BY DAVID SHENGOLD | As with Broadway productions, sometimes operatic revivals are seemingly cursed with unshakable bad luck. Such was the case with Bellini's masterpiece “Norma” this season. James Jorden reported on the initial run, featuring Hasmik Papian, in the November 29 issue. The title role was taken over November 26 as scheduled by Maria Guleghina, fresh – if that is the word – from her spectacularly uneven run in the new “Macbeth,” where the Russian soprano's huge format vocalism made for some visceral excitement, as well as much cringing.
As per the broadcast of “Norma” – granted, not always a fully reliable indicator of what happened in the house – Guleghina made pretty much a mess of coloratura, pitch, and declamation, which doesn't leave much but decibels to her credit as the Druid Priestess.
Nice guy next door Polenzani offers lovely vocalism; Mescheriakova ill-treated
So it was not altogether astonishing to enter the Met for the next performance, November 30, and learn that the cover artist, Russian soprano Marina Mescheriakova, was to go on. However, Mescheriakova's name was given as “Maria” on both the spaghetti board out front and on the little paper slips stuck into the programs, which not everyone gets, notices, or reads. Clearly, many Met patrons do not even look at the cast list – given in unpardonably small type face, which may look way cool to a 20-something graphic designer but ignores the median age of the actual audience.
From intermission comments like “The Times didn't much like her,” it was clear that some present in fact thought they were hearing Hasmik Papian – who had, as one Internet sage put it, “at least honored the traditions of the role”
What was unpardonable – insulting to the patrons, to anyone who may have come specifically to hear Guleghina, and most of all to Mescheriakova – was that no announcement was made by any member of the staff. This stood in sharp contrast to the occasions on which general director Peter Gelb chose to come before the curtain to crow about the substitutions of star tenors in “Roméo et Juiliette” and “Butterfly” earlier this season.
Mescheriakova is not a “star,” but she is an honest performer with a beautiful voice who has recorded and done two new productions for the company; apparently she learned of the substitution at 6:10 p.m. We're not talking about substituting Clotilde (a good thing, as Julianna di Giacomo in this small role proved the best thing all night) but about a leading artist's first company assumption of the most comprehensively difficult role in the Italian repertory. To let her come on for the fearsome entrance scena (declaimed recit, aria everybody knows requiring seamless legato, treacherous cabaletta) without having told the audience the circumstances of her performing was seriously to undermine her – and to confirm the worst rumblings about the company's current treatment of “cover” performers.
Unfortunately, though she made many lovely sounds, at least in her creamy middle register, honesty didn't get Mescheriakova very far with Norma. She did nothing false, but also nothing particularly exciting, dramatically; and she fundamentally lacks the rhythmic impulse and idiomatic utterance to make an impression in this music. Furthermore, the approach to the top is simply too compromised for Norma's multiple exposed attacks; she tended to attack flat, take the support off, and croon up to correct pitch – not exactly a bel canto hallmark.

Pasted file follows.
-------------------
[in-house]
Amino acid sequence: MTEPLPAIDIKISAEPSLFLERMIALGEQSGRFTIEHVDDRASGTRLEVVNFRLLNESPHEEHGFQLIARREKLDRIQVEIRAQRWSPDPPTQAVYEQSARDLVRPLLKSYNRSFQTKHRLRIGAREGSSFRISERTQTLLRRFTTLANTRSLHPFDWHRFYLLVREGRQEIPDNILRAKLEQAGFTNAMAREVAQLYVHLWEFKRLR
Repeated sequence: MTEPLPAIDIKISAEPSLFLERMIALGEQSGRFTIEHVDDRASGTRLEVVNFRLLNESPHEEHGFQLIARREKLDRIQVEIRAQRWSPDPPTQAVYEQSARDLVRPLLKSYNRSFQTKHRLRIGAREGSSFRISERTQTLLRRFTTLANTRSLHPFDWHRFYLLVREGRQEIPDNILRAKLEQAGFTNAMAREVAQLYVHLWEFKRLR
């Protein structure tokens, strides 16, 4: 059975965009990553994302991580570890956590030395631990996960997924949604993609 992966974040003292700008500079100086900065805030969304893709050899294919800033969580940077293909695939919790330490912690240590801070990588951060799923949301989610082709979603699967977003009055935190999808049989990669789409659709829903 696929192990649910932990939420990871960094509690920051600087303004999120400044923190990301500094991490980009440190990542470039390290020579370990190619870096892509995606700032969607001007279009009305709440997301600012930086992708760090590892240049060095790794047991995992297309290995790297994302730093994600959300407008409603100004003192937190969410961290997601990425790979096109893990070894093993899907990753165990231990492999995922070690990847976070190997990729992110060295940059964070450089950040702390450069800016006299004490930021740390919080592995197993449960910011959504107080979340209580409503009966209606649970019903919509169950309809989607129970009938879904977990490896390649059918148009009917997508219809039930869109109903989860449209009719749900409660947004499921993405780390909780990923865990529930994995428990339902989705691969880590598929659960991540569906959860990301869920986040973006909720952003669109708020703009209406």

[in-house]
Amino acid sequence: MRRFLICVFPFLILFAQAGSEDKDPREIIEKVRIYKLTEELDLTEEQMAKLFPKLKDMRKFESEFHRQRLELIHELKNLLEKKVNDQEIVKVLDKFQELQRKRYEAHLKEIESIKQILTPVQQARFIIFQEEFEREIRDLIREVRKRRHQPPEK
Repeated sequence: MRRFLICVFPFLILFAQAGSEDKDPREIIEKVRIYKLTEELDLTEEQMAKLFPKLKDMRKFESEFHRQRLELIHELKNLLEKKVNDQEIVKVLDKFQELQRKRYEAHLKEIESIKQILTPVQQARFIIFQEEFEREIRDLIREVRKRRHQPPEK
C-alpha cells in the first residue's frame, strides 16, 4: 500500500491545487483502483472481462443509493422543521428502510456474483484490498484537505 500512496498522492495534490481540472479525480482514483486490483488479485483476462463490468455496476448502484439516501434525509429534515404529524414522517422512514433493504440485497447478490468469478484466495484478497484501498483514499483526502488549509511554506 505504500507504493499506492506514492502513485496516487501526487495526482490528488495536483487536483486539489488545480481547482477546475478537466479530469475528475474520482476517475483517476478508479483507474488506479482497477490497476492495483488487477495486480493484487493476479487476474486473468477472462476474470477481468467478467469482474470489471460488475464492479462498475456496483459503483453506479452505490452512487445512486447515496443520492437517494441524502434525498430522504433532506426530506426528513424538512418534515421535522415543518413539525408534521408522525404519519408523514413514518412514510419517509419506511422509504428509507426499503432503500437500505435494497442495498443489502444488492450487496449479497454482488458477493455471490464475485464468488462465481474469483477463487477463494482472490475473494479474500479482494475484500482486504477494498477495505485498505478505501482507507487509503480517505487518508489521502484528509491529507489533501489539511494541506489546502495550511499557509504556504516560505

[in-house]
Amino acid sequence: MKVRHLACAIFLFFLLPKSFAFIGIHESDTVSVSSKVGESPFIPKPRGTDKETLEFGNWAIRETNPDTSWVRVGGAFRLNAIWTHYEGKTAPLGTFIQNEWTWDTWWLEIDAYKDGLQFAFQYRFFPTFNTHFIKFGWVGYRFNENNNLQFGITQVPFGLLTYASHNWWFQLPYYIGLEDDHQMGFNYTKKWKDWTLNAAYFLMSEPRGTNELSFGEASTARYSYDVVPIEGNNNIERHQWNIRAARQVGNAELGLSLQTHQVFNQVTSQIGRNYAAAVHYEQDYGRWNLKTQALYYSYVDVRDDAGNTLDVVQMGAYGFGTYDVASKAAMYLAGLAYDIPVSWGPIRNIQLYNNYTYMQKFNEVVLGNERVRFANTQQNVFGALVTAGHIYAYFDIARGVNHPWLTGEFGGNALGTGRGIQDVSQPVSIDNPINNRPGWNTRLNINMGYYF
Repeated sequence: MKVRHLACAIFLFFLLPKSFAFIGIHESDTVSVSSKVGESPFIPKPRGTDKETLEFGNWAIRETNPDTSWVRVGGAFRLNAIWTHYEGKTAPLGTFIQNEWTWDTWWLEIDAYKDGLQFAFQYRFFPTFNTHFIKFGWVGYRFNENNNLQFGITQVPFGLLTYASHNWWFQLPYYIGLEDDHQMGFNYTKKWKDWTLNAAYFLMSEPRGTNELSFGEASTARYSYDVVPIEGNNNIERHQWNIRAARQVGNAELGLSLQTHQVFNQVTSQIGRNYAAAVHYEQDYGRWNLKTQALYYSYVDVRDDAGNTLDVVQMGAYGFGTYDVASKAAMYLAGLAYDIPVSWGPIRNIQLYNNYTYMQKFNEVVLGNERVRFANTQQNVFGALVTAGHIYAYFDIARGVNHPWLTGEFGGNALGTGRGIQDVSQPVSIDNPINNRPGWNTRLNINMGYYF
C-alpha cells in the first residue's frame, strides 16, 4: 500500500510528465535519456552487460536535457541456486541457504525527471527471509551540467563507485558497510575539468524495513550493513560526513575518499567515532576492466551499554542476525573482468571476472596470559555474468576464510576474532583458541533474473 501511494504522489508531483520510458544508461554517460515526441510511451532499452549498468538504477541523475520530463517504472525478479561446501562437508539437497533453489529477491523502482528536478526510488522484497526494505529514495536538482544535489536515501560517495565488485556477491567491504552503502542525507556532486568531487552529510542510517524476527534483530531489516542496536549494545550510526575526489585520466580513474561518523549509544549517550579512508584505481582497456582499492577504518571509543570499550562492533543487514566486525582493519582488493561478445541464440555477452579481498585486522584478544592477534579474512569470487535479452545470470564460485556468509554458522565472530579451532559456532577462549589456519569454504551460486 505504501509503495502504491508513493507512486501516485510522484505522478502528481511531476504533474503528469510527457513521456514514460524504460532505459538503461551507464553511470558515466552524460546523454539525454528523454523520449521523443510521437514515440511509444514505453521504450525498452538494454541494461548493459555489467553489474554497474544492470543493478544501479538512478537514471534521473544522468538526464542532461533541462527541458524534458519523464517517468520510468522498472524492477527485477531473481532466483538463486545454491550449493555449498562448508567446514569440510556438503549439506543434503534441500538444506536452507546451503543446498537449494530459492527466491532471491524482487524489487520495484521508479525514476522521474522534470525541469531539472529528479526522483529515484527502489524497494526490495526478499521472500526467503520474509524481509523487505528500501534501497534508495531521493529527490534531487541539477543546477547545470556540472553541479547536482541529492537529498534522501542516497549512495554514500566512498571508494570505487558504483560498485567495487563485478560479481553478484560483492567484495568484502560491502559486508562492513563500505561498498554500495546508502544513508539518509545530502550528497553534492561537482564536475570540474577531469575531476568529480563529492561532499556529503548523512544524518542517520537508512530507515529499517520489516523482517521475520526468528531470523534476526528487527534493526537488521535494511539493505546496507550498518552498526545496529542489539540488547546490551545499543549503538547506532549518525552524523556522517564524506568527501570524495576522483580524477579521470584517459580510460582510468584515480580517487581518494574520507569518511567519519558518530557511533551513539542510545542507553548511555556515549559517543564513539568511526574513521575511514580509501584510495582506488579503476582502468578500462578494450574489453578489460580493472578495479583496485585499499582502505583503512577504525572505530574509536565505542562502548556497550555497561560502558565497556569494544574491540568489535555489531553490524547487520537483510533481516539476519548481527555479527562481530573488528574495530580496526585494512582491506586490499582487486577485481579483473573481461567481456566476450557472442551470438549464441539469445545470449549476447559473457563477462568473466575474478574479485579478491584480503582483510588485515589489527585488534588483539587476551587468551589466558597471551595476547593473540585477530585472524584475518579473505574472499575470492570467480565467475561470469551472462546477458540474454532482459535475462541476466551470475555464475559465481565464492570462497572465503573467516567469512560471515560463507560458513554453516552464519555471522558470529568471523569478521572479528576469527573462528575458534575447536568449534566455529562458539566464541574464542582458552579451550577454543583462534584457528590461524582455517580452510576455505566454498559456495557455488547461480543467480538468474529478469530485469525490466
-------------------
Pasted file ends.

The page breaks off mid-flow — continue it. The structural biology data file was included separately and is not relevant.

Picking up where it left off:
One more complaint. The crucial line “Pensa che son tuo sangue” in Norma's plea to her father to save her children (quite well sung by Mescheriakova) means “Think, they are ['loro sono/son'] your flesh and blood,” not the narcissistic “Remember, I am ['io son'] your daughter” shown us by the Met titles. A frustrating evening.
But “Romáo et Juiliette” (December 27) provided much pleasure, chiefly since Matthew Polenzani became the fourth Montague this season to cavort with Anna Netrebko's babe-a-licious Capulet. For the record, the “It” Girl was ghastly in Act One, though cheered to the echo for a slow, inaccurate, trill-free Waltz. She thereupon improved tremendously, providing much beautiful tone and genuinely affecting plastique and feeling, if absolutely no sense of Gallic style.
I had heard Roberto Alagna, an excellent Roméo a decade ago, in Acts IV and V of December 15's international broadcast. At least on the radio – a distressing whiny edge to the upper voice and constant sharping made it difficult to enjoy the French diction that remains his clearest audible asset. The wild applause must have been for his louche good looks.
Matthew Polenzani looks more like the nice guy next door – Roméo as Michael J, Fox – and showed a somewhat limited command of stage gesture, but his felt and endearing performance was truly exquisite, a triumph of style and musical intelligence, virtues not always cultivated or rewarded among today's opera stars. His vocalism itself – clear, focused, beautifully phrased with finely tapered dynamics – was lovely, reminiscent of French tenor Alain Vanzo. There can be no higher praise in this music. Be sure to catch Polenzani's next Met assumption, Mozart's Belmonte (“Entfuehrung”) in April.
Kate Lindsey, another assured, musical and charming lyric mezzo in the Frederica von Stade mode, took on an early von Stade part, Stephano, singing with handsome sheen and acting splendidly. Paul Nadler took over the baton from Placido Domingo, providing a lush, cogent reading of Gounod's moving, beautiful score.
David Shengold (email@example.com) writes about opera for many venues.